Market Reflections for Second Quarter 2018

Calling the second quarter of 2018 “eventful” would be an understatement. On one hand, we had inflation pressure continuing from previous quarters that led to the Federal Reserve raising the Federal funds rate by another quarter of a percent in June. The U.S. dollar appreciated against the currencies of most emerging-market and developed countries, dragging down returns for U.S. investors in overseas markets. Meanwhile, the looming trade battle continued, with Europe, Canada, Mexico and China threatening to retaliate by imposing their own tariffs against U.S. imports. Despite these overhanging clouds, the U.S. economy is on strong footing — the unemployment rate is at a historic low (4.0% as of June1) and wage growth is increasing (2.7% as of June2). Business fundamentals are very strong, with the first-quarter earnings growth rate at approximately 25%.3

Returns shown in the chart above are for second quarter 2018.
Source: Morningstar®, data as of June 30, 2018.

The U.S. equity market, while volatile, posted solid performance in the second quarter, supported by positive earnings momentum and strong economic data. U.S. large-cap stocks, represented by the S&P 500 Index, ended the quarter with a sizable 3.4% gain. Small-cap stocks were the strongest performers with the Russell 2000 Index (which represents small-cap stocks) returning +7.8%, surpassing most other indices. This partially can be explained by international trade concerns weighing more heavily on large-cap stocks that have a global presence, rather than on small-cap stocks. Growth stocks continued to outperform value stocks among large caps, with the Russell 1000 Growth Index up +5.8% versus the Russell 1000 Value Index return of +1.2%. The outperformance of growth stocks was led by solid returns from growth-oriented sectors such as consumer discretionary (+8.2%) and information technology (+7.1%), of which FAANG (Facebook, Amazon, Apple, Netflix and Alphabet, also known as Google) stocks were the main contributors.

We experienced headwinds on the international front this quarter, as both international-developed and emerging-markets equities declined. The appreciating U.S. dollar dragged down returns for U.S. investors in overseas markets. International-developed stocks, represented by the MSCI EAFE NR Index, gained 3.5% in local currency terms but fell 1.2% in U.S. dollar terms. In addition to the currency factor, trade war concerns also weighed on European equities, though not as hard as they weighed on emerging-markets equities. The MSCI Emerging Market Index was down by 3.5% in local currency terms but declined 8.0% in U.S. dollar terms.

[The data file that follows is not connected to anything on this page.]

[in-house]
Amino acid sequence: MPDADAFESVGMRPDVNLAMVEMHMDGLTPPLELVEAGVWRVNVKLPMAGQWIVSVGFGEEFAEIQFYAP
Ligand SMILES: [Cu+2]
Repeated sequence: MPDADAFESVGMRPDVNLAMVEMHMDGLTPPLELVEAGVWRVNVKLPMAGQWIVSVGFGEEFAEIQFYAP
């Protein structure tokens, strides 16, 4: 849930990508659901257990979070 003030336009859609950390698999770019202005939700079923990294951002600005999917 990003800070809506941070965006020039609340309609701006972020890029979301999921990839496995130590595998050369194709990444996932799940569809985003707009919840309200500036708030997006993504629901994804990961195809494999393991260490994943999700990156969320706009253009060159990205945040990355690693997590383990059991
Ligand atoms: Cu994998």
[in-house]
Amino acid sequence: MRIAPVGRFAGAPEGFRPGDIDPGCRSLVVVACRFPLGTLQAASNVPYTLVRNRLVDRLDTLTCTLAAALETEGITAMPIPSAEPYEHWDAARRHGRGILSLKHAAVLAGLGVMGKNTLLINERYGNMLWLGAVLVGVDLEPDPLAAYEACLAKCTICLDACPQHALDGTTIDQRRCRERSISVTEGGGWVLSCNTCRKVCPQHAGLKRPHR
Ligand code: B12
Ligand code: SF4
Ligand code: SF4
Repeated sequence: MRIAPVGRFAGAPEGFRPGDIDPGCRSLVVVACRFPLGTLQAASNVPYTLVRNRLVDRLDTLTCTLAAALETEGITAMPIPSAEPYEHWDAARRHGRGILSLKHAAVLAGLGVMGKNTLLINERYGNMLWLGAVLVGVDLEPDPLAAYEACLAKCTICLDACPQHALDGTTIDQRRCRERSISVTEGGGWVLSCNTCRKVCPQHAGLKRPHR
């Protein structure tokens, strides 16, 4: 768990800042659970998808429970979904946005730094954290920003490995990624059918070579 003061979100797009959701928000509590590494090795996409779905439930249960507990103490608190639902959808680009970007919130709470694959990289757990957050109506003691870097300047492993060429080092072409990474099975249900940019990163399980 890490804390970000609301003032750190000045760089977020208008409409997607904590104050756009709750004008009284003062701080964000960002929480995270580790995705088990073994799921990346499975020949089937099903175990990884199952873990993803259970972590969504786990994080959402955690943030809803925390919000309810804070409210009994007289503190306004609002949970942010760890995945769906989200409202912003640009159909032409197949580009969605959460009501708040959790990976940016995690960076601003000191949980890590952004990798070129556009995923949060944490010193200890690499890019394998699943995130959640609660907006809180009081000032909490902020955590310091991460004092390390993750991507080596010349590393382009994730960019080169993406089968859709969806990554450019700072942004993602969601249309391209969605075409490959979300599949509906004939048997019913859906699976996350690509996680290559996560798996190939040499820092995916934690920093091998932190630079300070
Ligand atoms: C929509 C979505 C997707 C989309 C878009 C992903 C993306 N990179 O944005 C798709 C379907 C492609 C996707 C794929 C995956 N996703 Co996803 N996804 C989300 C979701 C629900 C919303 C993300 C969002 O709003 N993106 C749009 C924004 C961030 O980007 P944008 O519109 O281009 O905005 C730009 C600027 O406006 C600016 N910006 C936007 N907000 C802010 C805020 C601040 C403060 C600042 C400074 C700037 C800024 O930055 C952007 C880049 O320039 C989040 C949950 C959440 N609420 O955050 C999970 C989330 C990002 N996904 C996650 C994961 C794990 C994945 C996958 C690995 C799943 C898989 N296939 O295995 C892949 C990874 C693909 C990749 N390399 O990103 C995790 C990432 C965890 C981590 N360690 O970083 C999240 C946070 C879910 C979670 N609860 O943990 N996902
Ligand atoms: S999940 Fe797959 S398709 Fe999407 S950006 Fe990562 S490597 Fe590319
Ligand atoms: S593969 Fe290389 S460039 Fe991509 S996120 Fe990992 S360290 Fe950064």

On the fixed income side, the Federal Reserve raised rates again in June, which signaled their confidence that the economy is on the right track, and indicated that it will likely hike rates two more times in 2018. Since the end of the first quarter, the 2-year Treasury yield rose from 2.27% to 2.52%, and the 10-year Treasury yield rose from 2.74% to 2.85%, which resulted in further flattening of the curve. As rates rise, bond prices decline; the Bloomberg Barclays Aggregate Index, representing investment-grade U.S. bonds, declined slightly by 0.2%. Municipal bonds (BBgBarc Municipal 1-10Y), which tend to be less sensitive to rising rates than U.S. Treasurys, regained traction after a turbulent first quarter, gaining 0.8%.

Source: Morningstar®, data as of June 30, 2018.

After five consecutive quarters of strong performance, emerging-markets debt encountered the strongest headwinds among all asset classes this quarter. The JPM GBI-EM Global Diversified Index (UH) declined 10.4% in the second quarter of 2018. As in other international markets, the strong dollar weighed heavily on returns; the Brazilian real, Turkish lira and South African rand each depreciated by over 13% against the U.S. dollar (in the second quarter alone). Emerging-markets debt is becoming an increasingly important part of the global investment spectrum, given the improving credit profile and quality of financial markets in emerging-market countries. Therefore, despite the unfavorable current market conditions, we believe in the long-term attractiveness of this space. Meanwhile, high-yield bonds, represented by the ICE BofAML BB-B US CP HY Index, showed more resilience and returned +0.7% for the period.